Aston Villa’s season got off to the worst possible start under Steven Gerrard. A 2-0 loss away at newly promoted Bournemouth was not an ideal start by any means. A 2-1 win at home to Everton painted over the cracks before we were pulled back down to normality after three consecutive losses to Crystal Palace, West Ham United and Arsenal.
However, Villa then went four games unbeaten, drawing to champions Manchester City at home, beating Southampton at home, and drawing to ten men Leeds United and newly promoted Nottingham Forest both away from home. Despite not losing for four consecutive games, there were barely any positives. Pressure was slowly piling on Steven Gerrard and his stubbornness and arrogance meant nothing was going to change. Villa then lost 2-0 at home to Chelsea which turned things from bad to worse, especially after Gerrard stated that “teams like Chelsea should be coming to Villa and wiping the floor with us,” suggesting that he has zero faith in the squad at his disposal and that we were destined for mediocrity.
But, the final straw came on a Thursday night at Craven Cottage as Marco Silva’s newly promoted Fulham side beat Villa by three goals to nil. Gerrard was booed off by the travelling Villa fans and was sacked shortly after the full time whistle.
After two games under a caretaker manager in Aaron Danks, a 4-0 win at home to Brentford and a 4-0 loss away at Newcastle United, Aston Villa appointed Unai Emery.
It was a very exciting appointment that the majority of the fans got behind. Emery is a decorated coach who has won four Europa Leagues and managed some of the top clubs across Europe in Paris Saint Germain, Sevilla, Villareal and Arsenal.
Of course, you had the occasional fan who was a bit wary of the appointment after he somewhat “failed” at Arsenal in his last Premier League tenor, however the majority backed the appointment and were extremely excited about the future under Unai Emery.
It was going to be tough for the new manager as his first game was facing Manchester United at Villa Park, a side who Villa hadn’t beat on home soil in the league for thirty years. Villa defied the odds and saw the red devils off, and Unai Emery was off to a wonder start.
Villa then faced United again in the Carabao Cup at Old Trafford where they lost 4-2, however there were definitely positive signs to take, just individual mistakes letting the side down. However, Villa then travelled down to Brighton where they faced Roberto De Zerbi’s in form side at the AMEX, and a double from Danny Ings got us three points before the World Cup break commenced.
After a World Cup where we saw a few players in Leander Dendoncker (Belgium), Matty Cash (Poland), represent their countries, and Emi Martinez win the whole thing as well as the golden boot, Villa were back in action on boxing day as Jurgen Klopp’s Liverpool side travelled to B6 and were the first side to beat Aston Villa under our new manager.
Villa responded in the best possible way to their boxing day loss by seeing off Tottenham away from home by two goals to nil. Arguably the best performance we’ve seen under Unai Emery in his Villa reign.
A draw at home to Wolves and a shocking FA Cup loss to Stevenage was soon cancelled out as we beat Leeds at home and Southampton away. Villa then lost three consecutive games as Leicester and Arsenal both beat Villa by four goals to two at Villa Park and Man City won by three goals to one at the Etihad, Villa have won their previous two, away at Everton and at home to Crystal Palace.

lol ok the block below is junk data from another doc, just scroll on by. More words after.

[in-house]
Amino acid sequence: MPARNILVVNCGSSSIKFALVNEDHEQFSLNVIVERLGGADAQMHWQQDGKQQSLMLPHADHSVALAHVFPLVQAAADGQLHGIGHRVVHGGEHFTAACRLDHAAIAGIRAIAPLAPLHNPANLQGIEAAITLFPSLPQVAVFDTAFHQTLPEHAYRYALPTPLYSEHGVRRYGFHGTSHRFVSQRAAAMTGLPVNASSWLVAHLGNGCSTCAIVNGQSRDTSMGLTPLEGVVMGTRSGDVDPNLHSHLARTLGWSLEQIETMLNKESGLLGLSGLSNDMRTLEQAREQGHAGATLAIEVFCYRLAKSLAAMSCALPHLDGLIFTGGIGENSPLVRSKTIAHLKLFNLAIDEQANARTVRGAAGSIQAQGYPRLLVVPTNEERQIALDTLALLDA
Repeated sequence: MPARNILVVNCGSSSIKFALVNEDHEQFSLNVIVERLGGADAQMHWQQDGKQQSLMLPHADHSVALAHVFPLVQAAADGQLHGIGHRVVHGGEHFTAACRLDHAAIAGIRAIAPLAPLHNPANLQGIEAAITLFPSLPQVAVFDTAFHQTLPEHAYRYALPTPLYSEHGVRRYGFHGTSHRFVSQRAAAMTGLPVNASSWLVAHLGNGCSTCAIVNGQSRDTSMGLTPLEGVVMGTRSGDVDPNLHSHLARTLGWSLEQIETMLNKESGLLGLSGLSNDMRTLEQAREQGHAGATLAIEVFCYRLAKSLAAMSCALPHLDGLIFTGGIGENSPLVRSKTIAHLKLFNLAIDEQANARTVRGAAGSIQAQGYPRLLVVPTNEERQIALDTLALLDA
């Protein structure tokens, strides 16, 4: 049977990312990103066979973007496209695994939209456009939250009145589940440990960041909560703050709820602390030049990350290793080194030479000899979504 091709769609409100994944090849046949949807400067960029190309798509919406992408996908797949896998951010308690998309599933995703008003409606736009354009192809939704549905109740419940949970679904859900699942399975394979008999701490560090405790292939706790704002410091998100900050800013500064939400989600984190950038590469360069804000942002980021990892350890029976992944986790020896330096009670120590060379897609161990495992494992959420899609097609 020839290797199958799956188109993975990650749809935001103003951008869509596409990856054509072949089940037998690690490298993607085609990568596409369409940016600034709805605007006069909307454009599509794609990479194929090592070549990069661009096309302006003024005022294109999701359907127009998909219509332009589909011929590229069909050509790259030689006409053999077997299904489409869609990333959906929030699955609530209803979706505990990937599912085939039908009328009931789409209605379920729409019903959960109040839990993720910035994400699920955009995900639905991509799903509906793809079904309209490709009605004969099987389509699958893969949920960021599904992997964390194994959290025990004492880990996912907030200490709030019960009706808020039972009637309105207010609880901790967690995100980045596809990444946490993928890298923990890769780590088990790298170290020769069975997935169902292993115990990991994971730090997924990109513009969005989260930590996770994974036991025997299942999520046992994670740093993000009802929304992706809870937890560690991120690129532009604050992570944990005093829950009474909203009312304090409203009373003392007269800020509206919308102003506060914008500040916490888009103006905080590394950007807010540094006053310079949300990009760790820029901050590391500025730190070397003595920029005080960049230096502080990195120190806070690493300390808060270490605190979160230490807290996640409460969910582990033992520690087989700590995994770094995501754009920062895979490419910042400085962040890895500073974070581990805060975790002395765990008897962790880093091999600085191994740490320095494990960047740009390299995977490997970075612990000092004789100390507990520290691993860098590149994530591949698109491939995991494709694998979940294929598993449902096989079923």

It is no doubt that Villa are one of the most in form sides in the Premier League at the moment. Since Emery’s appointment Villa have took twenty two points from a possible thirty six after only taking nine from a possible thirty three under Steven Gerrard. But just how has Emery transformed this Aston Villa side into a real force and a threat to the rest of the Premier League?
Unai Emery’s preference to set up in a 4-4-2 shape compliments Villa’s current squad. The goalkeeper and centre backs are integral to Villa’s set up as Emery’s style, similar to a lot of elite coaches, is all about building from the back. With Tyrone Mings being very comfortable on the ball and Emi Martinez and Ezri Konsa having adequate on the ball attributes, playing out from the back has proved to work wonders so far, despite some fans disliking the idea.
Emery’s full backs are a complete contrast to how Steven Gerrard wanted them to be. Gerrard’s idea was to play Digne and Cash as inverted full backs, joining the midfield, like Rico Lewis at Man City or Olexander Zinchenko at Arsenal, however, in simple terms, our players, specifically our full backs, were not good enough to do so. Our full backs were joining the attack, however they weren’t fast enough in transition and we were left far too exposed at the back. Evident in the image below, Emery’s full backs are much more traditional, they stay wide, attack when they need to but are much more cautious in transition than when playing under Steven Gerrard.
The double pivot of Boubacar Kamara and Douglas Luiz is what manager’s dream of. The perfect balance. Kamara acts as the ball winner, and Luiz acts as the more creative six and dictates more.
Emery’s wingers are the polar opposite of each other, yet they work so well. On the right hand side, Emery opts towards a more direct player who can carry the ball, but can also join the double pivot to form a midfield three and create overloads - skipper John McGinn especially has thrived within this role, and Jacob Ramsey has also been a good option.